Those heart-shaped leaves are telling you the garden loves you. :-) Happy holidays to you, Diana!ReplyDelete
I enjoyed looking over both your flower and foliage collages, but you know my heart sings for beautiful foliage! I love the heart shaped hibiscus leaf! Altogether, yours is a wonderful garden.ReplyDelete
Thanks for sharing that lesson, Diana. I need to remember that, too, with my plants here. I want to call that Hibiscus "magical" -- the way the colors shift in one day. How fortunate you are to have so many Hibiscus species native to your area! I think we only have one: H. moscheutos, or Rose Mallow, although there are many hybrids available. They are all beautiful plants! Thanks for joining in the meme!ReplyDelete
Diana, I love the range of colors in your hibiscus. Have you had any potential buyers showing an interest in Elephant's Eye? It must be hard, I think, to be in limbo so long, already having parted from one garden and not yet able to move on to the new one. I hope you have a Happy Christmas. -JeanReplyDelete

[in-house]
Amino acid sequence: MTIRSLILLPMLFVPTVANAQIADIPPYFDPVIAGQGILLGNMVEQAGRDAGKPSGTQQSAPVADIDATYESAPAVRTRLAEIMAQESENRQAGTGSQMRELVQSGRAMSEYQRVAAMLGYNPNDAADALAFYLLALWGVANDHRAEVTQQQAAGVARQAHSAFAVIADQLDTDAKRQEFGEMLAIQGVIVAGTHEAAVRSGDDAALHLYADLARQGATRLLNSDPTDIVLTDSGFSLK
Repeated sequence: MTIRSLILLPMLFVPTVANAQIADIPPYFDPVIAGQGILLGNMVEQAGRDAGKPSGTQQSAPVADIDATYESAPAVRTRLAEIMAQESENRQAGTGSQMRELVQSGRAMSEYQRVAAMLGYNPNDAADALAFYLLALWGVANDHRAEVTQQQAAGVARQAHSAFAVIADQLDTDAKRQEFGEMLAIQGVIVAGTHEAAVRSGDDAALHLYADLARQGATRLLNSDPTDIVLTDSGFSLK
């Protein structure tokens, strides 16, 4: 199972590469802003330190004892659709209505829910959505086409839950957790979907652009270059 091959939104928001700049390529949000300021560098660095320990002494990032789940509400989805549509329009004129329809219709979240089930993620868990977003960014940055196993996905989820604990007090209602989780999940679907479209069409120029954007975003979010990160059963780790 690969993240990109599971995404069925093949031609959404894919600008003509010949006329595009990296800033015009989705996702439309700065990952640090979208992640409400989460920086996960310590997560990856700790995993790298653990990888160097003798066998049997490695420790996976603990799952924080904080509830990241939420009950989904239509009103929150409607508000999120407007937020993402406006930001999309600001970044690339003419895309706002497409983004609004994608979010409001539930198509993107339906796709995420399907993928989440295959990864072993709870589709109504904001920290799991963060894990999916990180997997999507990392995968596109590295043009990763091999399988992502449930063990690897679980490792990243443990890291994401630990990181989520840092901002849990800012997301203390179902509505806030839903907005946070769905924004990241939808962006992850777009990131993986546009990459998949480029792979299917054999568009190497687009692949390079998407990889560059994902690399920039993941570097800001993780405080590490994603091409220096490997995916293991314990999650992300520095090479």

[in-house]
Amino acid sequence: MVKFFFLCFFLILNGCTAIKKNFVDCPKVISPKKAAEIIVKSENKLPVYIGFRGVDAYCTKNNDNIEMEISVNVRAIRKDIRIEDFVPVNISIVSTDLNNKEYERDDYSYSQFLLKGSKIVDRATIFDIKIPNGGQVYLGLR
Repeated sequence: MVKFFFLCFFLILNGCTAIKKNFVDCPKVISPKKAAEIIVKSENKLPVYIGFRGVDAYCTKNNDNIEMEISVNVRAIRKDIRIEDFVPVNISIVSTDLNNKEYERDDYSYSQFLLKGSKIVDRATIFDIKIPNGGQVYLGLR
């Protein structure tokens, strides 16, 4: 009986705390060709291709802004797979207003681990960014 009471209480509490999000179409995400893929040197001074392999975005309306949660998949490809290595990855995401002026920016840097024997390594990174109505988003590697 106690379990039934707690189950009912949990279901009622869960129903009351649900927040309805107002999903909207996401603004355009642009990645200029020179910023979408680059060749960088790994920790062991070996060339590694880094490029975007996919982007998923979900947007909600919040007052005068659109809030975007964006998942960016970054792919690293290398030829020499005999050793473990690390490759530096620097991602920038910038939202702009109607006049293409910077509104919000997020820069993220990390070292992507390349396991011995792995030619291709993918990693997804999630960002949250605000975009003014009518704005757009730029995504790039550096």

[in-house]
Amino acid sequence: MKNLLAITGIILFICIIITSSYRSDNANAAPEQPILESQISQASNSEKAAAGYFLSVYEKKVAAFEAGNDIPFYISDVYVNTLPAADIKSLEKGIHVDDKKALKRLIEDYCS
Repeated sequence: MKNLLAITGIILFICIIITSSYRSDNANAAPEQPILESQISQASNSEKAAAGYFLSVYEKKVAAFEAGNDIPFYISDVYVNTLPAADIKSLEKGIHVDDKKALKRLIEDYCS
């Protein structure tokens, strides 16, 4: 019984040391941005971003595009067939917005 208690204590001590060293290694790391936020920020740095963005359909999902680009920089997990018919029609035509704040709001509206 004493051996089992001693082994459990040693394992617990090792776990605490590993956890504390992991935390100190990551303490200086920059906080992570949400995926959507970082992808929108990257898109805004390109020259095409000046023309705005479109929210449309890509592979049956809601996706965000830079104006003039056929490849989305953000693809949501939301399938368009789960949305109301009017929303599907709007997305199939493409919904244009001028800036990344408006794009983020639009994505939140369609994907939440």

We've had a few viewers, but we hustle while we wait patiently.Delete
Today I found Coprosma, a fuchsia, some happy potted roses, and Californian poppies in our one day garden.
Really beautiful! I don't think I've ever seen that hibiscus.ReplyDelete
I hope you and your family have a lovely Christmas.
That heart shaped leaf is beautiful. Beesia calthifolia in my garden also has beautiful heart shaped leaves. But my favorite plant this month is black bamboo. Happy hollidays.ReplyDelete
An indigenous favourite, lovely pics.ReplyDelete
So beautiful to see something blooming, and growing on your blog...it's all brown, and crispy here, with stunning touches of white fluff.ReplyDelete
How I love coming to your blog at this time of year. All sorts of gorgeous blooms and greenery to admire while we sit deep in our white winter coat. It's seems rather nice that you have some time to make the transition to your new garden, deciding on which plants are suitable and that you cannot live without. I can understand why that hibiscus is on the list, those leaves remind me of the Katsura tree I planted a year or so ago. Beautiful shape and changing colours make it a year round gorgeous plant.ReplyDelete